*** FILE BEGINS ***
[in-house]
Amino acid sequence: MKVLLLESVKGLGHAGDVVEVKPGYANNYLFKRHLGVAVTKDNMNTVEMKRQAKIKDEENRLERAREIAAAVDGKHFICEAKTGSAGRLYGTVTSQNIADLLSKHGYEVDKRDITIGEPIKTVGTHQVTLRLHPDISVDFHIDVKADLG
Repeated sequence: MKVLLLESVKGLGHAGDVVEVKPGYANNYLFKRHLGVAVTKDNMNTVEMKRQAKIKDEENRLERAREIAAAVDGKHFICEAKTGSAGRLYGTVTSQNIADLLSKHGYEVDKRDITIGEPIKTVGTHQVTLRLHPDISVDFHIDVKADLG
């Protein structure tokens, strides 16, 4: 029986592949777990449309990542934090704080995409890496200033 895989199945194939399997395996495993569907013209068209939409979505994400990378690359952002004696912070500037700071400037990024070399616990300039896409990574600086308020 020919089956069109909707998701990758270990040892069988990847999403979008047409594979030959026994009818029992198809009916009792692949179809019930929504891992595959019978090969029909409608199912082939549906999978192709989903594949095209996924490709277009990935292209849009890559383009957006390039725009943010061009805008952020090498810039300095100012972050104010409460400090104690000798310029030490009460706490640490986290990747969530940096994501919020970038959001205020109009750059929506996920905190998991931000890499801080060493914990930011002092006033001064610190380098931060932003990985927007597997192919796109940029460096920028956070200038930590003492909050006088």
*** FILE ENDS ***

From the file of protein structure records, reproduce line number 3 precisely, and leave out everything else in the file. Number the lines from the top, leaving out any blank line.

Repeated sequence: MKVLLLESVKGLGHAGDVVEVKPGYANNYLFKRHLGVAVTKDNMNTVEMKRQAKIKDEENRLERAREIAAAVDGKHFICEAKTGSAGRLYGTVTSQNIADLLSKHGYEVDKRDITIGEPIKTVGTHQVTLRLHPDISVDFHIDVKADLG